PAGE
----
The first children with debilitating, "mystery" diseases have finally been given a diagnosis as part of a huge scheme to analyse people's DNA.
From the BBC News-2016-1-12:8:5:1
Q&A: DNA From Facial Tissue?
A used tissue can provide copious amounts of DNA, so the chief concerns are proper identification and safe storage.
From the NYTimes News-2016-1-11:8:5:1
Illumina Creating Company to Develop Early-Stage Cancer Detection Test
Illumina, a maker of DNA sequencing machines, said it was forming the company to develop a blood test that would work for any type of cancer, but some experts see risks.
From the NYTimes News-2016-1-10:20:6:1
Matter: Genetic Flip Helped Organisms Go From One Cell to Many
Some simple changes in ancient organisms might have given rise to a world of multicellular animals.
From the NYTimes News-2016-1-7:20:6:1
Neanderthal genes 'boosted our immunity'
We may owe our ability to fight disease to our extinct relatives - the Neanderthals and Denisovans.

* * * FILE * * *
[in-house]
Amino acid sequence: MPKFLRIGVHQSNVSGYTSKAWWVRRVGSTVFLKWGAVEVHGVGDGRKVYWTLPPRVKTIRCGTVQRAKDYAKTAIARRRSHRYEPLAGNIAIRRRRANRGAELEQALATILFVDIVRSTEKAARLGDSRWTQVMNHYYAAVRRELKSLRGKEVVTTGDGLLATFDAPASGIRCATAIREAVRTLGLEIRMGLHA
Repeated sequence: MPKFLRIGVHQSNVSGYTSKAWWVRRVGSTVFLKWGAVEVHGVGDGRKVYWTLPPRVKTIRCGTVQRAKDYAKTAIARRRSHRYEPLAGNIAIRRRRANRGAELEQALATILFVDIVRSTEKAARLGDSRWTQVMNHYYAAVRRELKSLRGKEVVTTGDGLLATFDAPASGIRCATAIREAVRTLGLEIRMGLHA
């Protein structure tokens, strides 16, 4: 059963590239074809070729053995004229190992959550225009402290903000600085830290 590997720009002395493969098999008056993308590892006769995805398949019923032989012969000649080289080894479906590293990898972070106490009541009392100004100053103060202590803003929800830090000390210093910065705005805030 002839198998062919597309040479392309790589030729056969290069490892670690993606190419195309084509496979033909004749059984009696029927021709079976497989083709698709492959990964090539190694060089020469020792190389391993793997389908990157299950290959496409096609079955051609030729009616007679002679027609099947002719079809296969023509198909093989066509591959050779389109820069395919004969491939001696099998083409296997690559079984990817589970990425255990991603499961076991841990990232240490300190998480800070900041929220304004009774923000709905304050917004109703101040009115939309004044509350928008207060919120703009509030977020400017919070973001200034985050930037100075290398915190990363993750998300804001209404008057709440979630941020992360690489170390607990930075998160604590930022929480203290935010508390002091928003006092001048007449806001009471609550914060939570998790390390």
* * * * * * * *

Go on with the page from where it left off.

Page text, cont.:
From the BBC News-2016-1-7:14:6:1
Behind a Shopping Center in New Jersey, Signs of a Mass Extinction
For decades, a quarry provided sand used for water filtration. Now it's lush with fossil discoveries and opened annually to the public.
From the NYTimes News-2016-1-4:20:6:1
Amateur Sleuths on the Dinosaur Trail
With only two field paleontologists, the Forest Service has turned for help to a small group of amateur fossil-hunters, many in their 70s and 80s.
From the NYTimes News-2016-1-4:20:6:2
Gene Editing Offers Hope for Treating Duchenne Muscular Dystrophy, Studies Find
Three research groups, working independently of one another, reported in the journal Science on Thursday that a powerful new gene-editing technique could treat Duchenne muscular dystrophy in mice.
From the NYTimes News-2015-12-31:20:6:1
VIDEO: Extinction warning for Africa's rhinos
Africa's rhino population could face extinction within 10 years, animal welfare experts warn.
From the BBC News-2015-12-31:14:6:1
DNA sheds light on Irish origins
Scientists have sequenced the first ancient human genomes from Ireland - throwing light on the genesis of Celtic populations.
From the BBC News-2015-12-29:8:5:1
Books: Review: 'Too Much of a Good Thing' Finds a Dilemma in Our DNA